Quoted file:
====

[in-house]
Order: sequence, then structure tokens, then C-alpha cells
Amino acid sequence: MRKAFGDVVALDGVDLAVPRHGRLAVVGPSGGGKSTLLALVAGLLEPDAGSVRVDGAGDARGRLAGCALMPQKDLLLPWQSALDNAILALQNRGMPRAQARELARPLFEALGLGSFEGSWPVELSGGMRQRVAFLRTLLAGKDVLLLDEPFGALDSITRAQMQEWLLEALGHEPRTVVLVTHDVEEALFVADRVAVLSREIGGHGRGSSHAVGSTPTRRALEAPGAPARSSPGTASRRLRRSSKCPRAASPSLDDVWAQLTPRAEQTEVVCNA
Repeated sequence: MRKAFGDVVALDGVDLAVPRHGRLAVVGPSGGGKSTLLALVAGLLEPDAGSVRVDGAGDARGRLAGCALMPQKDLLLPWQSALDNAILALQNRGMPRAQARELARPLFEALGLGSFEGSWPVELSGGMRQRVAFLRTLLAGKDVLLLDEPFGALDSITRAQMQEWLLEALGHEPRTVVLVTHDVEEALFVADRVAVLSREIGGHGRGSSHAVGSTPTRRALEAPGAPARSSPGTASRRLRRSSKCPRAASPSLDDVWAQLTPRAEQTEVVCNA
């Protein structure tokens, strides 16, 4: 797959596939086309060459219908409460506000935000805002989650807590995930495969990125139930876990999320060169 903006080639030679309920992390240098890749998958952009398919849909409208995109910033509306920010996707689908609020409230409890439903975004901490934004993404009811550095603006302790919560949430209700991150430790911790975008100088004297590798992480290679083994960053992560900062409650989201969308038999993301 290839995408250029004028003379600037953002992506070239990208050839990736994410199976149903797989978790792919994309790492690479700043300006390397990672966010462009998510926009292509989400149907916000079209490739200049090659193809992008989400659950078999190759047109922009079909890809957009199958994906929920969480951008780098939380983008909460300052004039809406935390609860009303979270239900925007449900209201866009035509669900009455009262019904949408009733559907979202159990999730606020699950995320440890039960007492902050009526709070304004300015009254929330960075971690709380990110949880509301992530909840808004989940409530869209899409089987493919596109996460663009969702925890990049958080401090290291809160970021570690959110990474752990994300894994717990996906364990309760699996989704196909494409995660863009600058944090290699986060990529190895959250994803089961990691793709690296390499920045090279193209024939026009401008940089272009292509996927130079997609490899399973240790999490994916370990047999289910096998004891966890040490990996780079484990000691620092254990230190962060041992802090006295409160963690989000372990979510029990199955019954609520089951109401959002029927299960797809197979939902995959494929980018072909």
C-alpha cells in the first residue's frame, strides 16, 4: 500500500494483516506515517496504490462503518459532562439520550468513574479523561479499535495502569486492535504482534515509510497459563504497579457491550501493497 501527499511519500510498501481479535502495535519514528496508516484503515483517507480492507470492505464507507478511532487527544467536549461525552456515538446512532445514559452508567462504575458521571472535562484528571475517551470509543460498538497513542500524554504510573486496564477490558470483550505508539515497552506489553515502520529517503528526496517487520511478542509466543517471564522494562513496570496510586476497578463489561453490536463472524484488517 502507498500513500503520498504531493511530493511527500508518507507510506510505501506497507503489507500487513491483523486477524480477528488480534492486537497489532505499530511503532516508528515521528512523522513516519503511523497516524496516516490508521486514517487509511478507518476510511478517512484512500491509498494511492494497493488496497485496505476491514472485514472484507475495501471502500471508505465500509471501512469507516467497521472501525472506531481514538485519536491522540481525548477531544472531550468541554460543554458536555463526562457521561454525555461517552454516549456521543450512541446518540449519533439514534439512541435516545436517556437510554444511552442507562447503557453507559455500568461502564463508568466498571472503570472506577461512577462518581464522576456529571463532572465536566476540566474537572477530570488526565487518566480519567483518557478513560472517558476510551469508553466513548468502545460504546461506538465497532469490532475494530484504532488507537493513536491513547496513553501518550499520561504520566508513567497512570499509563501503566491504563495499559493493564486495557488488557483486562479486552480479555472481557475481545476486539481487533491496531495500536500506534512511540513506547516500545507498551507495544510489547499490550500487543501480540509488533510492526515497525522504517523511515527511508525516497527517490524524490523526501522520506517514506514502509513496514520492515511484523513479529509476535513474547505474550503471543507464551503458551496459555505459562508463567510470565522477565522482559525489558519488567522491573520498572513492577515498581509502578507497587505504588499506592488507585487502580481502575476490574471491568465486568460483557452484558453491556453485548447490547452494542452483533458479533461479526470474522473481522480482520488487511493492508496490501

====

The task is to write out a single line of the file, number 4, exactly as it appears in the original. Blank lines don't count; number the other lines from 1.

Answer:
Repeated sequence: MRKAFGDVVALDGVDLAVPRHGRLAVVGPSGGGKSTLLALVAGLLEPDAGSVRVDGAGDARGRLAGCALMPQKDLLLPWQSALDNAILALQNRGMPRAQARELARPLFEALGLGSFEGSWPVELSGGMRQRVAFLRTLLAGKDVLLLDEPFGALDSITRAQMQEWLLEALGHEPRTVVLVTHDVEEALFVADRVAVLSREIGGHGRGSSHAVGSTPTRRALEAPGAPARSSPGTASRRLRRSSKCPRAASPSLDDVWAQLTPRAEQTEVVCNA